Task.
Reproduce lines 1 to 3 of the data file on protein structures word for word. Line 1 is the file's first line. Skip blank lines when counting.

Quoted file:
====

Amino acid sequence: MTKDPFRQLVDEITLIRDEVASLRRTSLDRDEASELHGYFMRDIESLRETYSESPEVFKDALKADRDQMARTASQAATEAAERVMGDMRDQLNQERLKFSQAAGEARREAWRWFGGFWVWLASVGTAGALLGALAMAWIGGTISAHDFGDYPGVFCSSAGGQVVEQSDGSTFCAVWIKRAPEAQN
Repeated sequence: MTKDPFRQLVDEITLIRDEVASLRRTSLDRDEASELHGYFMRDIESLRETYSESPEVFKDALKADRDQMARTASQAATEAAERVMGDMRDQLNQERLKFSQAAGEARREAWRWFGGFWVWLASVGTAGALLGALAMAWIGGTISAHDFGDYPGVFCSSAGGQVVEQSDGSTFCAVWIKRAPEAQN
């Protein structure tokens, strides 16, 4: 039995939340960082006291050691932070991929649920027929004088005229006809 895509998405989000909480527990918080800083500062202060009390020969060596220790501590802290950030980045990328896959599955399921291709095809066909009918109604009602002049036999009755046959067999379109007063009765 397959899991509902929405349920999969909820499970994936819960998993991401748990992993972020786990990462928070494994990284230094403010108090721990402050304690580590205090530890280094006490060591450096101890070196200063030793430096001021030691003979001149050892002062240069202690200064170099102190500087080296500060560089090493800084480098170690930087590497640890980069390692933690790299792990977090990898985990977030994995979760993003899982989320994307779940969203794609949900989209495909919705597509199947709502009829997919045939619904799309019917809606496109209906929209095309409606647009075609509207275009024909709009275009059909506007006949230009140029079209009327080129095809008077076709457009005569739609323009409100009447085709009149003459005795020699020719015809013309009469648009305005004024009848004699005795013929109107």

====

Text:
Amino acid sequence: MTKDPFRQLVDEITLIRDEVASLRRTSLDRDEASELHGYFMRDIESLRETYSESPEVFKDALKADRDQMARTASQAATEAAERVMGDMRDQLNQERLKFSQAAGEARREAWRWFGGFWVWLASVGTAGALLGALAMAWIGGTISAHDFGDYPGVFCSSAGGQVVEQSDGSTFCAVWIKRAPEAQN
Repeated sequence: MTKDPFRQLVDEITLIRDEVASLRRTSLDRDEASELHGYFMRDIESLRETYSESPEVFKDALKADRDQMARTASQAATEAAERVMGDMRDQLNQERLKFSQAAGEARREAWRWFGGFWVWLASVGTAGALLGALAMAWIGGTISAHDFGDYPGVFCSSAGGQVVEQSDGSTFCAVWIKRAPEAQN
């Protein structure tokens, strides 16, 4: 039995939340960082006291050691932070991929649920027929004088005229006809 895509998405989000909480527990918080800083500062202060009390020969060596220790501590802290950030980045990328896959599955399921291709095809066909009918109604009602002049036999009755046959067999379109007063009765 397959899991509902929405349920999969909820499970994936819960998993991401748990992993972020786990990462928070494994990284230094403010108090721990402050304690580590205090530890280094006490060591450096101890070196200063030793430096001021030691003979001149050892002062240069202690200064170099102190500087080296500060560089090493800084480098170690930087590497640890980069390692933690790299792990977090990898985990977030994995979760993003899982989320994307779940969203794609949900989209495909919705597509199947709502009829997919045939619904799309019917809606496109209906929209095309409606647009075609509207275009024909709009275009059909506007006949230009140029079209009327080129095809008077076709457009005569739609323009409100009447085709009149003459005795020699020719015809013309009469648009305005004024009848004699005795013929109107």